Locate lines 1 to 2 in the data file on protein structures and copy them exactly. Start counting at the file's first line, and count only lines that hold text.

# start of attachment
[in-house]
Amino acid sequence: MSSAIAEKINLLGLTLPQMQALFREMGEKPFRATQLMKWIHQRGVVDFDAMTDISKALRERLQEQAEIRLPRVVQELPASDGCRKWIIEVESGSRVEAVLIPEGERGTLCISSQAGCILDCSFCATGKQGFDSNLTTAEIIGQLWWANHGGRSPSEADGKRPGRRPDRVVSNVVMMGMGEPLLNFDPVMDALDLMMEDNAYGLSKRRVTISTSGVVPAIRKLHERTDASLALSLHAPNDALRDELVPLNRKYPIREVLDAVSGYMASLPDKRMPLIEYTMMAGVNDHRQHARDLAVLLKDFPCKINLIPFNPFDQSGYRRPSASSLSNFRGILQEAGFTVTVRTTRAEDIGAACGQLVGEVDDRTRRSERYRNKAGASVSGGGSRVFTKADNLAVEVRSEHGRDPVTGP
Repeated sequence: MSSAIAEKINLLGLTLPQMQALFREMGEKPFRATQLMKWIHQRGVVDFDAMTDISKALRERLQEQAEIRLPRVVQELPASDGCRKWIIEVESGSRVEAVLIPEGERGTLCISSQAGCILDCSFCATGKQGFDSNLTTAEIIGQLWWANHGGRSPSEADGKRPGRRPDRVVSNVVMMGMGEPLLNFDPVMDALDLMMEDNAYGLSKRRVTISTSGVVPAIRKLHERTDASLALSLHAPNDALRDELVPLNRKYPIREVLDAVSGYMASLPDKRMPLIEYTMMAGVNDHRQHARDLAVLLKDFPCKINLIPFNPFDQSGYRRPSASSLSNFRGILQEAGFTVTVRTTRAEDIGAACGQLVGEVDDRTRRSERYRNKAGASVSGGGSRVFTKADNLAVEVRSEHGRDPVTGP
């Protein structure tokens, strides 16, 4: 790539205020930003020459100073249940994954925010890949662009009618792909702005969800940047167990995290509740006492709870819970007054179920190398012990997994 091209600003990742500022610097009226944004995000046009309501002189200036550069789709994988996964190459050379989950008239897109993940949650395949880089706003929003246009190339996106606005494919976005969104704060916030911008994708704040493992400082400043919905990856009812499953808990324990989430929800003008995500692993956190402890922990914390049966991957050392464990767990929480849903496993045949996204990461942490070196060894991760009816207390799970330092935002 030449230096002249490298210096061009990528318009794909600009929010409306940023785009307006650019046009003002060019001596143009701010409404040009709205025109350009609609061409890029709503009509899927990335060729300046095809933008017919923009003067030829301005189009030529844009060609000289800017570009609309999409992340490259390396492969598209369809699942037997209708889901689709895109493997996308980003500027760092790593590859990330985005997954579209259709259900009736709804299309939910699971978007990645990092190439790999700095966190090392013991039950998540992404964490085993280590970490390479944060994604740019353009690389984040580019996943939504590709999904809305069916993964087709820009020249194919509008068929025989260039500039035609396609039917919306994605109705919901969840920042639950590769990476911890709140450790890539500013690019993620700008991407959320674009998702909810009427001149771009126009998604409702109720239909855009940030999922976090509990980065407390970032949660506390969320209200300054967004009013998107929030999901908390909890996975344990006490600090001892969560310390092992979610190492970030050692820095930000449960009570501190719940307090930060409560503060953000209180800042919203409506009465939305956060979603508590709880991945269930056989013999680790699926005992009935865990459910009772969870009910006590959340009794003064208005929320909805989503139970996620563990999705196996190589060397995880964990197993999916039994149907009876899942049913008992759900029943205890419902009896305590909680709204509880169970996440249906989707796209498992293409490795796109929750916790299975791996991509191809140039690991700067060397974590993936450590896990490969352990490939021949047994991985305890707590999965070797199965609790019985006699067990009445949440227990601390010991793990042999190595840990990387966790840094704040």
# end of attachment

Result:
[in-house]
Amino acid sequence: MSSAIAEKINLLGLTLPQMQALFREMGEKPFRATQLMKWIHQRGVVDFDAMTDISKALRERLQEQAEIRLPRVVQELPASDGCRKWIIEVESGSRVEAVLIPEGERGTLCISSQAGCILDCSFCATGKQGFDSNLTTAEIIGQLWWANHGGRSPSEADGKRPGRRPDRVVSNVVMMGMGEPLLNFDPVMDALDLMMEDNAYGLSKRRVTISTSGVVPAIRKLHERTDASLALSLHAPNDALRDELVPLNRKYPIREVLDAVSGYMASLPDKRMPLIEYTMMAGVNDHRQHARDLAVLLKDFPCKINLIPFNPFDQSGYRRPSASSLSNFRGILQEAGFTVTVRTTRAEDIGAACGQLVGEVDDRTRRSERYRNKAGASVSGGGSRVFTKADNLAVEVRSEHGRDPVTGP